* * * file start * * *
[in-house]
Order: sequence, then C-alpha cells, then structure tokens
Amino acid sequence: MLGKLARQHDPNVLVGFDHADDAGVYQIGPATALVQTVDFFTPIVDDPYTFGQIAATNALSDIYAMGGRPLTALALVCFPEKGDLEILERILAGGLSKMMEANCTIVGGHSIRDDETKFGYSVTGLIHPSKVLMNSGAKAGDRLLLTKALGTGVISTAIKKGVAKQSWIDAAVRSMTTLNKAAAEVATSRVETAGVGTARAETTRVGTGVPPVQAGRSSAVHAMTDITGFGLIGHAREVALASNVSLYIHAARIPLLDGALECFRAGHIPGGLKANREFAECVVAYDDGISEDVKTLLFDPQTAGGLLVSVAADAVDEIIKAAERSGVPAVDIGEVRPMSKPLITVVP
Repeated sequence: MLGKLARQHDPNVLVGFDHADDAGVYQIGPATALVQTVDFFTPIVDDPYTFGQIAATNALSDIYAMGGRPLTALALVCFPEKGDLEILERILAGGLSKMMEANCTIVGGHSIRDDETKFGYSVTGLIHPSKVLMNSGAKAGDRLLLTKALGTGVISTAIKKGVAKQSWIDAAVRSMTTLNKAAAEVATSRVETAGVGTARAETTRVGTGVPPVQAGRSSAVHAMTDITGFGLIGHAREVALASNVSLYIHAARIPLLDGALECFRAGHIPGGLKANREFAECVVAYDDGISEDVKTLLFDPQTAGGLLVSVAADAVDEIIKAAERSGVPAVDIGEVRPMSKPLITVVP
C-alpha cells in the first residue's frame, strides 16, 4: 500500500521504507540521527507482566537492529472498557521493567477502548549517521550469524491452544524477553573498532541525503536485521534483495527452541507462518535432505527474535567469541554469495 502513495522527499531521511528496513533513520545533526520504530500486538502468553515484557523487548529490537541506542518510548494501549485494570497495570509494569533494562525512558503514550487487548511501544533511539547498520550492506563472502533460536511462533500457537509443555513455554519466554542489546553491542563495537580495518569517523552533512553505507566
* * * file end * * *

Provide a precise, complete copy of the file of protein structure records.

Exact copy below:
[in-house]
Order: sequence, then C-alpha cells, then structure tokens
Amino acid sequence: MLGKLARQHDPNVLVGFDHADDAGVYQIGPATALVQTVDFFTPIVDDPYTFGQIAATNALSDIYAMGGRPLTALALVCFPEKGDLEILERILAGGLSKMMEANCTIVGGHSIRDDETKFGYSVTGLIHPSKVLMNSGAKAGDRLLLTKALGTGVISTAIKKGVAKQSWIDAAVRSMTTLNKAAAEVATSRVETAGVGTARAETTRVGTGVPPVQAGRSSAVHAMTDITGFGLIGHAREVALASNVSLYIHAARIPLLDGALECFRAGHIPGGLKANREFAECVVAYDDGISEDVKTLLFDPQTAGGLLVSVAADAVDEIIKAAERSGVPAVDIGEVRPMSKPLITVVP
Repeated sequence: MLGKLARQHDPNVLVGFDHADDAGVYQIGPATALVQTVDFFTPIVDDPYTFGQIAATNALSDIYAMGGRPLTALALVCFPEKGDLEILERILAGGLSKMMEANCTIVGGHSIRDDETKFGYSVTGLIHPSKVLMNSGAKAGDRLLLTKALGTGVISTAIKKGVAKQSWIDAAVRSMTTLNKAAAEVATSRVETAGVGTARAETTRVGTGVPPVQAGRSSAVHAMTDITGFGLIGHAREVALASNVSLYIHAARIPLLDGALECFRAGHIPGGLKANREFAECVVAYDDGISEDVKTLLFDPQTAGGLLVSVAADAVDEIIKAAERSGVPAVDIGEVRPMSKPLITVVP
C-alpha cells in the first residue's frame, strides 16, 4: 500500500521504507540521527507482566537492529472498557521493567477502548549517521550469524491452544524477553573498532541525503536485521534483495527452541507462518535432505527474535567469541554469495 502513495522527499531521511528496513533513520545533526520504530500486538502468553515484557523487548529490537541506542518510548494501549485494570497495570509494569533494562525512558503514550487487548511501544533511539547498520550492506563472502533460536511462533500457537509443555513455554519466554542489546553491542563495537580495518569517523552533512553505507566